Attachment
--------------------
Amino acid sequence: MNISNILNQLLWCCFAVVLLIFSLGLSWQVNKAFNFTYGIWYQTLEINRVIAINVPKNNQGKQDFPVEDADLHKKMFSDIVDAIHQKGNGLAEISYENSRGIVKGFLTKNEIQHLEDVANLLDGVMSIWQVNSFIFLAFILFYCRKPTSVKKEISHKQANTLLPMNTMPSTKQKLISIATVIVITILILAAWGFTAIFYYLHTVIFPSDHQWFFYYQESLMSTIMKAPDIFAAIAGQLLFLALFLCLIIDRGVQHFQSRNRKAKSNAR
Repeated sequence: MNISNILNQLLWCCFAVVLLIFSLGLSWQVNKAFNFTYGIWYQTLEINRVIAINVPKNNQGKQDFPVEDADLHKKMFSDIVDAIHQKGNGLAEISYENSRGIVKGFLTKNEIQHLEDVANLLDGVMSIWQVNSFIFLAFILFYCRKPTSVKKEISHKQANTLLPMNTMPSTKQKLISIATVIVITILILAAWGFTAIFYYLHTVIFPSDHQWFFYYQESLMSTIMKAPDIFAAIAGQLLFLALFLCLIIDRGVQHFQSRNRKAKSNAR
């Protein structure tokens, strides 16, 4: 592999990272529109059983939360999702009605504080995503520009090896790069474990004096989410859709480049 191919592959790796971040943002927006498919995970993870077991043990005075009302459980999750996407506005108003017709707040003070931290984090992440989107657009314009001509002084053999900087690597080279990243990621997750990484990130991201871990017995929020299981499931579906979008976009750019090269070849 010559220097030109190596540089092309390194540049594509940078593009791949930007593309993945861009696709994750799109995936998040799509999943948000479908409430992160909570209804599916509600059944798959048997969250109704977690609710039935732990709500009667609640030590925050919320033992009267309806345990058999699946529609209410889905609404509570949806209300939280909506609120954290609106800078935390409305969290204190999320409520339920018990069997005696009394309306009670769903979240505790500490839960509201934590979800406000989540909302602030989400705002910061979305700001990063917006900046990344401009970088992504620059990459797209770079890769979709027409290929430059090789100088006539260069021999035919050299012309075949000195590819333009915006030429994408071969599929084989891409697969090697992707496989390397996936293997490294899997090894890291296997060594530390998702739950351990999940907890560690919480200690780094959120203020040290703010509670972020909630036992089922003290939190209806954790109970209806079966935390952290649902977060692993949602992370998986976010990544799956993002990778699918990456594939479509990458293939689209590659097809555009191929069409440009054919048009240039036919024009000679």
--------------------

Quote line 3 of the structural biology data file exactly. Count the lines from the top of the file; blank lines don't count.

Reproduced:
């Protein structure tokens, strides 16, 4: 592999990272529109059983939360999702009605504080995503520009090896790069474990004096989410859709480049 191919592959790796971040943002927006498919995970993870077991043990005075009302459980999750996407506005108003017709707040003070931290984090992440989107657009314009001509002084053999900087690597080279990243990621997750990484990130991201871990017995929020299981499931579906979008976009750019090269070849 010559220097030109190596540089092309390194540049594509940078593009791949930007593309993945861009696709994750799109995936998040799509999943948000479908409430992160909570209804599916509600059944798959048997969250109704977690609710039935732990709500009667609640030590925050919320033992009267309806345990058999699946529609209410889905609404509570949806209300939280909506609120954290609106800078935390409305969290204190999320409520339920018990069997005696009394309306009670769903979240505790500490839960509201934590979800406000989540909302602030989400705002910061979305700001990063917006900046990344401009970088992504620059990459797209770079890769979709027409290929430059090789100088006539260069021999035919050299012309075949000195590819333009915006030429994408071969599929084989891409697969090697992707496989390397996936293997490294899997090894890291296997060594530390998702739950351990999940907890560690919480200690780094959120203020040290703010509670972020909630036992089922003290939190209806954790109970209806079966935390952290649902977060692993949602992370998986976010990544799956993002990778699918990456594939479509990458293939689209590659097809555009191929069409440009054919048009240039036919024009000679």